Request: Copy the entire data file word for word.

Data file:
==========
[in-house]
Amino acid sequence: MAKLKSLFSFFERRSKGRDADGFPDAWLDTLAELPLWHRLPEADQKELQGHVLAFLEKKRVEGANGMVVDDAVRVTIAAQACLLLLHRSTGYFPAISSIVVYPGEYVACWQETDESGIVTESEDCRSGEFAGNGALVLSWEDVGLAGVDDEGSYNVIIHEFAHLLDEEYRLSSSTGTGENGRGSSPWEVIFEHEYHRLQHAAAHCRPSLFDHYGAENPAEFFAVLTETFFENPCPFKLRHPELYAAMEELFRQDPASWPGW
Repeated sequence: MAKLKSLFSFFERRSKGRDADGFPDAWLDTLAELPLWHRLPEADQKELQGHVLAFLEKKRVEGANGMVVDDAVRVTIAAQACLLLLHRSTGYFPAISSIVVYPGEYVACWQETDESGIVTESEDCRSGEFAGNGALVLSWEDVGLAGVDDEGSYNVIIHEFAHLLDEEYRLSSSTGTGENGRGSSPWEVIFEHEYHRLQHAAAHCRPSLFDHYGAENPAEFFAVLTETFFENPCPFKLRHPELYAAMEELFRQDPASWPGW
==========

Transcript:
[in-house]
Amino acid sequence: MAKLKSLFSFFERRSKGRDADGFPDAWLDTLAELPLWHRLPEADQKELQGHVLAFLEKKRVEGANGMVVDDAVRVTIAAQACLLLLHRSTGYFPAISSIVVYPGEYVACWQETDESGIVTESEDCRSGEFAGNGALVLSWEDVGLAGVDDEGSYNVIIHEFAHLLDEEYRLSSSTGTGENGRGSSPWEVIFEHEYHRLQHAAAHCRPSLFDHYGAENPAEFFAVLTETFFENPCPFKLRHPELYAAMEELFRQDPASWPGW
Repeated sequence: MAKLKSLFSFFERRSKGRDADGFPDAWLDTLAELPLWHRLPEADQKELQGHVLAFLEKKRVEGANGMVVDDAVRVTIAAQACLLLLHRSTGYFPAISSIVVYPGEYVACWQETDESGIVTESEDCRSGEFAGNGALVLSWEDVGLAGVDDEGSYNVIIHEFAHLLDEEYRLSSSTGTGENGRGSSPWEVIFEHEYHRLQHAAAHCRPSLFDHYGAENPAEFFAVLTETFFENPCPFKLRHPELYAAMEELFRQDPASWPGW